City Council, School Board meet to strategize for the future

Published 10:27 am Wednesday, December 27, 2023

City and Suffolk Public School leaders gathered together to plan for the future, with a tense wrap-up. The Suffolk School Board and the Suffolk City Council, along with SPS Superintendent Dr. John B. Gordon III and Suffolk City Manager Albert S. Moor II, held a special joint work session on Wednesday, Dec. 6, to discuss ways to meet the needs that intertwine the city and school division. Both City and School officials provided presentations to discuss the proposed SPS School Board FY 2025-2034 Capital Improvement Plan (CIP) and issues with school overcapacity.

Both SPS Chief Financial Officer Wendy Foresman and SPS Director of Facilities Planning and Maintenance Terry Napier presented the Proposed SPS School Board FY 2025-2034 CIP detailing the school’s plan submission to the city. 

“Remember, please, that this is a one-year plan for 10 years. Every year we resubmit, every year we make new decisions, so it’s a one-year [plan] for 10 years,” Foresman said.


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Napier’s presentation detailed the submitted School Board priority projects for major repairs and replacements throughout five and 10 years. Listed school projects included additions for Northern Shores Elementary and Nansemond River High School, a renovation for the College and Career Academy at Pruden, and replacements for Elephant’s Fork Elementary School, Kilby Shores Elementary School, Forest Glen Middle School, Nansemond Parkway Elementary, John Yeates Middle School and the currently ongoing John F. Kennedy Middle School replacement project. The five year subtotal of all projects is currently $144,168,163, while the 10 year subtotal sits at $452,824,479.

Suffolk Interim Director of Budget Charles Meeks detailed the CIP process timeline from September through April: With the submission of CIP requests, the City Manager and staff review the requests with subsequent meetings and prepare for the City Manager’s proposed CIP. 

“It’s developed over a 10 year horizon with an emphasis on the first five years and is updated annually,” Meeks said. “Some projects move forward, some of them get pushed back or eliminated, and then other new projects get proposed depending on funding opportunities …”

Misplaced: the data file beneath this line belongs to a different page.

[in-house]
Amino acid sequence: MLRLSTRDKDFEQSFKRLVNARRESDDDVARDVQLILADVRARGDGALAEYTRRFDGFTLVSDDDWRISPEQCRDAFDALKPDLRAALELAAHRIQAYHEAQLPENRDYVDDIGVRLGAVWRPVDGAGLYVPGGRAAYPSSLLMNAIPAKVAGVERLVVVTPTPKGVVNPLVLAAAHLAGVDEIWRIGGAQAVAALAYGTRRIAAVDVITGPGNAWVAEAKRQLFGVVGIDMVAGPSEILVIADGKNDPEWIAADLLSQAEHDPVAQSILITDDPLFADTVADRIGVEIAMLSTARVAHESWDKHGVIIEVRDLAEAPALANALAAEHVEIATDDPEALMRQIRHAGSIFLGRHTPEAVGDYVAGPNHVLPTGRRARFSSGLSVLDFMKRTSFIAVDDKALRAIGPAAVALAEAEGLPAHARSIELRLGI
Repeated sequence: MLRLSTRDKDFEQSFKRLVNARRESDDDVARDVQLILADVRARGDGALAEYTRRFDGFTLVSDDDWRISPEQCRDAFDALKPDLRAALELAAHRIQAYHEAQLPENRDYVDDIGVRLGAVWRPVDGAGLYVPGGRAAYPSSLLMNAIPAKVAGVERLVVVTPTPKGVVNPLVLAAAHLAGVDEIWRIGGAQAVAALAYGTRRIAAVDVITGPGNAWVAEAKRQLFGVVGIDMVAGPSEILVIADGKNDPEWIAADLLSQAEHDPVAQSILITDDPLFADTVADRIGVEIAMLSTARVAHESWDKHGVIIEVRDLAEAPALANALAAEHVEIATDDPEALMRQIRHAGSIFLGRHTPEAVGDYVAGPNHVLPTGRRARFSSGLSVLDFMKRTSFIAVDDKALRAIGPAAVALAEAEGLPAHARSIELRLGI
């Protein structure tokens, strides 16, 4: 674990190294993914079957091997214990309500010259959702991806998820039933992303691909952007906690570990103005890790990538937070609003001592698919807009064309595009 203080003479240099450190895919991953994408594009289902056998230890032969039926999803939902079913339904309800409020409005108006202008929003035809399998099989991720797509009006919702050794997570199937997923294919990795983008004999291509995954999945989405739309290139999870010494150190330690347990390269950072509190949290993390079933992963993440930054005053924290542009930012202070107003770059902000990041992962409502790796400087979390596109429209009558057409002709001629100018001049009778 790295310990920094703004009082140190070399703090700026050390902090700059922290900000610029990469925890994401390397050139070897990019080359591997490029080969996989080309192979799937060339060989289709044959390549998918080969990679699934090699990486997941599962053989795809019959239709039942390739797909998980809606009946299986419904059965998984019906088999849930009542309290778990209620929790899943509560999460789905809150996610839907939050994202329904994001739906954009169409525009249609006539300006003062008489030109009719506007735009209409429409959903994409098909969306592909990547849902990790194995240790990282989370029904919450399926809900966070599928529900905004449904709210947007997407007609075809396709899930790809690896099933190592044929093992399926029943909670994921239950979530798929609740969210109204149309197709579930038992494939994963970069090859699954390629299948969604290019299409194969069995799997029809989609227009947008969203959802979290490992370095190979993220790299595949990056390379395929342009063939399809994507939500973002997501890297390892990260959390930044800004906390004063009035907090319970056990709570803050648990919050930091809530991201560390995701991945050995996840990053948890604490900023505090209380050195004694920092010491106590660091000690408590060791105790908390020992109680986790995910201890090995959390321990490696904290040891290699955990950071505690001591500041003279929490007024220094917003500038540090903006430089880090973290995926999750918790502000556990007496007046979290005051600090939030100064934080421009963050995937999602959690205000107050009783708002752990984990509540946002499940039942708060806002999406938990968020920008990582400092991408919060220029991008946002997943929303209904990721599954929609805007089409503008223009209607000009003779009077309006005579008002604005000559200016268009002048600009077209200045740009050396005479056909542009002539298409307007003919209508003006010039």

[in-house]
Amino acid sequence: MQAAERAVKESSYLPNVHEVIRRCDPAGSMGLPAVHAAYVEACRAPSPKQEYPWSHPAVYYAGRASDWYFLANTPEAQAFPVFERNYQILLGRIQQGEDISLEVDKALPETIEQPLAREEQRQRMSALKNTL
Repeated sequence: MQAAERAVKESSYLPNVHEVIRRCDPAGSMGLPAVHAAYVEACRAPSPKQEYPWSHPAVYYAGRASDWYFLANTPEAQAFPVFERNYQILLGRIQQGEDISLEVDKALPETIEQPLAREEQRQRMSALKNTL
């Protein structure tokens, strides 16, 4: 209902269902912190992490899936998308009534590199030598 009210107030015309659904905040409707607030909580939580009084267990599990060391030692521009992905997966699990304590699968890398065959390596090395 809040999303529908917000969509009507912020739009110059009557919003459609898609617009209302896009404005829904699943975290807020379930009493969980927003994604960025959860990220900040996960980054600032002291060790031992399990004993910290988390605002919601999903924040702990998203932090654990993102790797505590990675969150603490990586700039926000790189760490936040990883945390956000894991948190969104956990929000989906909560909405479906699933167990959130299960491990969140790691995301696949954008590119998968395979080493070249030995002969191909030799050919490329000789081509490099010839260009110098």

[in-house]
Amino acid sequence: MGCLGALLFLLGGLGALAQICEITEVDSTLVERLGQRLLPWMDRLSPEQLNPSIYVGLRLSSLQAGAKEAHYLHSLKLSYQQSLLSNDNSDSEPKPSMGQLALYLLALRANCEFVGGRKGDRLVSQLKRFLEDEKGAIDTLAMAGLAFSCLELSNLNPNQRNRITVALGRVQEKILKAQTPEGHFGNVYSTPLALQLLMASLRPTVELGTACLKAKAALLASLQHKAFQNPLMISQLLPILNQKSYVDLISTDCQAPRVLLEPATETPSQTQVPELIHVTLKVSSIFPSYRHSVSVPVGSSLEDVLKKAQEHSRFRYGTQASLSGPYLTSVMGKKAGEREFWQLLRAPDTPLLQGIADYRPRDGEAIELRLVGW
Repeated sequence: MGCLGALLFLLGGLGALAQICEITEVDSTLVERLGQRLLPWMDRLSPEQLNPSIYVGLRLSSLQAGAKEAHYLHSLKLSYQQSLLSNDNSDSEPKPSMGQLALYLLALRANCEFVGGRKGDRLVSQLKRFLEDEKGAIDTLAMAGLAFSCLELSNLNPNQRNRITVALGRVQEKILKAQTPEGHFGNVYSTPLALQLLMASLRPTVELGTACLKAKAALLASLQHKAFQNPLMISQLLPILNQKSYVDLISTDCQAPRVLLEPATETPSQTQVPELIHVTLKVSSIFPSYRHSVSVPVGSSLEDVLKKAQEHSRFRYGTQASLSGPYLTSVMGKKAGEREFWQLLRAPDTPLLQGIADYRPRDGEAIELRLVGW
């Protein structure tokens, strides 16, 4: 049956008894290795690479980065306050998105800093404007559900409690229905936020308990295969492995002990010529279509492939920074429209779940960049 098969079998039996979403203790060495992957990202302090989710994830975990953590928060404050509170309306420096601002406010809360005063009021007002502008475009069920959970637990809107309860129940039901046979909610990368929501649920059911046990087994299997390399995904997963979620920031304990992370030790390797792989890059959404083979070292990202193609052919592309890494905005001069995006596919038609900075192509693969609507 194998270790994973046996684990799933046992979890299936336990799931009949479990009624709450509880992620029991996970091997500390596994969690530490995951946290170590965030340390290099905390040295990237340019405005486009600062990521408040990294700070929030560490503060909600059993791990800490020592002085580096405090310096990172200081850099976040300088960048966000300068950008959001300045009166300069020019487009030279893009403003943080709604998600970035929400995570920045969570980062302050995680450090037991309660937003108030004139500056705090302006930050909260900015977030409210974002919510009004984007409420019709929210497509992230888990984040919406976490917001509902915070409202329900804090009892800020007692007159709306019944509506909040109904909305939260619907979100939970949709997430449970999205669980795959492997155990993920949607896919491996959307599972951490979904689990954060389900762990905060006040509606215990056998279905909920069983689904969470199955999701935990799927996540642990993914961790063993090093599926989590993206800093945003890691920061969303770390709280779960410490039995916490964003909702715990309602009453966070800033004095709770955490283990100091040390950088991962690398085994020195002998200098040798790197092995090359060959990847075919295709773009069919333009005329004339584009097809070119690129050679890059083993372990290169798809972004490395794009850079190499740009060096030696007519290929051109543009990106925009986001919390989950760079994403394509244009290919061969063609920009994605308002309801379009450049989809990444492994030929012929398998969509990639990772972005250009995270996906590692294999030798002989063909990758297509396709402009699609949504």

The proposed CIP was presented to the Planning Commission on December 19. Following the possible adoption of the plan on Jan. 16 of next year, it will be presented to the council on Feb. 7, with the public hearing and possible adoption by the council on February 21.

The next presentation focused on Projected Enrollment Trends. SPS Chief of Schools Dr. Stenette Byrd detailed a five year projection of school capacity compared to 2019-2020 school enrollment, showing increases and decreases. In projections to 2024/25, schools such as Kings Fork High School listed an increase from 1518 to 1597 and Lakeland High School saw a decline from 1049 to 986. Showing current enrollment for 2023/24, however, KFHS and LHS showed a projection increase in 1627 and 1053, respectively. Byrd then detailed the Functional Capacity, showing 2084 for KFHS and 1488 for LHS.

“This is how we calculate how many students we can serve in a school setting. This is very different from the building capacity in that we would not include things like the cafeteria, the auditorium, many of our exploratory classes because those are designed for students to float through,” Byrd said. “You also may have noticed parentheses next to some of the school names. Those are the number of mobile trailers that we have. So those are also not included in functional capacity.”